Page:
Barry Morris Goldwater (January 1, 1909 _ May 29, 1998) was a United States politician and a founding figure in the modern conservative movement in the USA. Goldwater personified the shift in balance in American culture from the Northeast to the West. A five_term United States Senator from Arizona, he was the Republican Party candidate for the Presidency in 1964.
Though many of the policies and ideas advocated by Goldwater were wildly out-of-step with the liberal political consensus of the United States in the two decades following World War II, his losing campaign proved to be a turning point for the modern Republican Party, which just sixteen years later nominated and elected Ronald Reagan, a conservative in the Goldwater mold. By the end of his life, the party had moved rightward to such a degree that it frustrated Goldwater himself, who publicly criticized what he saw as a Christian right takeover.
Goldwater was born in Phoenix, when the state of Arizona was still part of the Arizona Territory. His father was originally Jewish, but converted to Episcopalianism (and changed his name from Goldwasser to Goldwater [It appears that the family was spelling the name "Goldwater" at least as early as the 1860 Census in Los Angeles, California]) to marry his fiancée, Barry's mother. Once, at a golf course in Maryland, Senator Goldwater was told "You can't play here, this is a restricted course," to which he responded "I'm only half Jewish...is it all right if I only play nine holes?" The family's department store made the Goldwaters comfortably rich. With the onset of WWII, Goldwater was commissioned in the US Army Air Force. He remained on reserve after the war, retiring at the reserve rank of Major General.
Hard to pigeonhole, he began as a reform Democrat, served as a friend and colleague of Joseph McCarthy to the bitter end (one of only 22 Senators who voted against McCarthy's censure), developed a deep friendship with President John F. Kennedy and a lasting dislike for Presidents Johnson (he voted against Johnson's Anti-Poverty Act of 1964) and Richard Nixon, whom he later called "the most dishonest individual I have ever met in my life."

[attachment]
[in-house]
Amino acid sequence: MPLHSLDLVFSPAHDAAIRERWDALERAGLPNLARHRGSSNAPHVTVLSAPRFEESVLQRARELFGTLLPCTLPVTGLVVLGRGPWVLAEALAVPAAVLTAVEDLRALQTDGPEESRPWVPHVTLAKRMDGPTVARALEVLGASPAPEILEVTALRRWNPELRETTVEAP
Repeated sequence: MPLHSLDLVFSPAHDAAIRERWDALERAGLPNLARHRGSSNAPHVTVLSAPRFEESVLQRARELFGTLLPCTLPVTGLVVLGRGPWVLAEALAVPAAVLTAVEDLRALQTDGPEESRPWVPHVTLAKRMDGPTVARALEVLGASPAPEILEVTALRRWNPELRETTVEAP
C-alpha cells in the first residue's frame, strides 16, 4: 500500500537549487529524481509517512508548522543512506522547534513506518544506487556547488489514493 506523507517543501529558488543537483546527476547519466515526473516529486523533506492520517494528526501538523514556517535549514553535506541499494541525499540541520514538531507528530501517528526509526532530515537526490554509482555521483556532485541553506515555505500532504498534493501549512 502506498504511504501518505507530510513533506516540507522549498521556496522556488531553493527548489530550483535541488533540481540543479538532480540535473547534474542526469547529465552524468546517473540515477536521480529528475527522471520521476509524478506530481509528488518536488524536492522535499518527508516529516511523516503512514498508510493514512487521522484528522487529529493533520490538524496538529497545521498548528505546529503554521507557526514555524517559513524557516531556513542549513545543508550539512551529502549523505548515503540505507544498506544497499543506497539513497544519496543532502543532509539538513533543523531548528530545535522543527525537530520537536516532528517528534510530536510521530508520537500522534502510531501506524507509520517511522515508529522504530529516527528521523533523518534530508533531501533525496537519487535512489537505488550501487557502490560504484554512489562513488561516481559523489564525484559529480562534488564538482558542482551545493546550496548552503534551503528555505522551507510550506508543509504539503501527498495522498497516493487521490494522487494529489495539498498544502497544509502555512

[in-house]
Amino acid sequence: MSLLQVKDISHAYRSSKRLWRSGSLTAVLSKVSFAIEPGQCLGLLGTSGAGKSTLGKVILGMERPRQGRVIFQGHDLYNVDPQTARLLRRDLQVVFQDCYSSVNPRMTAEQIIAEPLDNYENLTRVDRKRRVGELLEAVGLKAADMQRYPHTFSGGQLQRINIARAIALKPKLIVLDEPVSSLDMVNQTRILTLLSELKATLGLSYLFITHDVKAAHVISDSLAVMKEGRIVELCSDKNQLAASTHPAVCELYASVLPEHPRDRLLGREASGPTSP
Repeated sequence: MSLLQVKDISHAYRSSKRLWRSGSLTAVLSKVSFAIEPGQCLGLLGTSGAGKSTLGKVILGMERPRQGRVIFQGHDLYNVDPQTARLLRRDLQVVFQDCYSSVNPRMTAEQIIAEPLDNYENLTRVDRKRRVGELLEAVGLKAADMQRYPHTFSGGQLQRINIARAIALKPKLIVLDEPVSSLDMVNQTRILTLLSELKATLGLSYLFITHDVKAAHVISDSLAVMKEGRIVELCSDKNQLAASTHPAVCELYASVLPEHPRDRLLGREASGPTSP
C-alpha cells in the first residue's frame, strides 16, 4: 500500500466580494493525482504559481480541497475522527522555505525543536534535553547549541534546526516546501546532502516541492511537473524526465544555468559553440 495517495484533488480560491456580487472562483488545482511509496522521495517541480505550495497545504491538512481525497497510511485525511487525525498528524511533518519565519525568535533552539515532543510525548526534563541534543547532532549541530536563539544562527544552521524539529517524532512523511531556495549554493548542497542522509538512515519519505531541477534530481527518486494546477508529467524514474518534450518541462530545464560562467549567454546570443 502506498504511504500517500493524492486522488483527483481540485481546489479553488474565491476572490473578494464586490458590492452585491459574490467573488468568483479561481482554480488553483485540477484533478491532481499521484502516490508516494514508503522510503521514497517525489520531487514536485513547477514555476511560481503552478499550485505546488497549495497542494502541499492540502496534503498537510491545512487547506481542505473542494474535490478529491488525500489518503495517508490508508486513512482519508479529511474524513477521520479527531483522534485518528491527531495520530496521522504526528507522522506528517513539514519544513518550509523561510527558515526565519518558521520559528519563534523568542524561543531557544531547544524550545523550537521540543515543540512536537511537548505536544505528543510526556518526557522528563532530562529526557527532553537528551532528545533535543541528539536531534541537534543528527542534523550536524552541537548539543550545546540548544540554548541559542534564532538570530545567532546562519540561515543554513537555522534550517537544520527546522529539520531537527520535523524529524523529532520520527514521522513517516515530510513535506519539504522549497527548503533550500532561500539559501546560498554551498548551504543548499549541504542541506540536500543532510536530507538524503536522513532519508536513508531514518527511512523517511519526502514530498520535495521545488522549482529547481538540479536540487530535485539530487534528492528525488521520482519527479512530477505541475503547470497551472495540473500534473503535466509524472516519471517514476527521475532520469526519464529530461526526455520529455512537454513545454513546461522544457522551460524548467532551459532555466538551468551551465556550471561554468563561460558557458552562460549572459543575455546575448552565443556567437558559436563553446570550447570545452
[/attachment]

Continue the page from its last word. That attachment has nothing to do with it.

Goldwater entered politics in 1949. He first won a Senate seat in 1952, when he upset veteran Democratic Senate floor leader Ernest McFarland, a feat not duplicated until 2004 when John Thune ousted Tom Daschle. He served two full terms.
Goldwater had a controversial record on civil rights. On the one hand, he was a co-founder of the Arizona NAACP and was instrumental in desegregating the Arizona National Guard. As a Senator, he was a supporter of the Civil Rights Acts of 1957 and 1960. Nevertheless he opposed the Civil Rights Act of 1964 on the grounds that it was an inappropriate extension of federal power, which opened him to charges of racism. Although Southern Democrats were the main opponents to the Civil Rights Act of 1964 and previous civil rights legislation, opposition to the Act by so public a Republican figure as Goldwater started the South's slow migration from the Democrats to the GOP, even as a majority of the Republicans in Congress voted in favor of the Act. Goldwater's claim that "you can't legislate morality" was echoed later by Ronald Reagan, but the black community countered by stating that such laws ensured protection of minority rights in the face of majority discrimination. Until the end of the 1964 presidential campaign, when he was embittered by what he thought were unfair attacks, Goldwater was reluctant to harness the growing white backlash. Goldwater never officially renounced his position on the 1964 Act: to the end of his career he reiterated his belief that private property rights trumped society's interest in racial equality.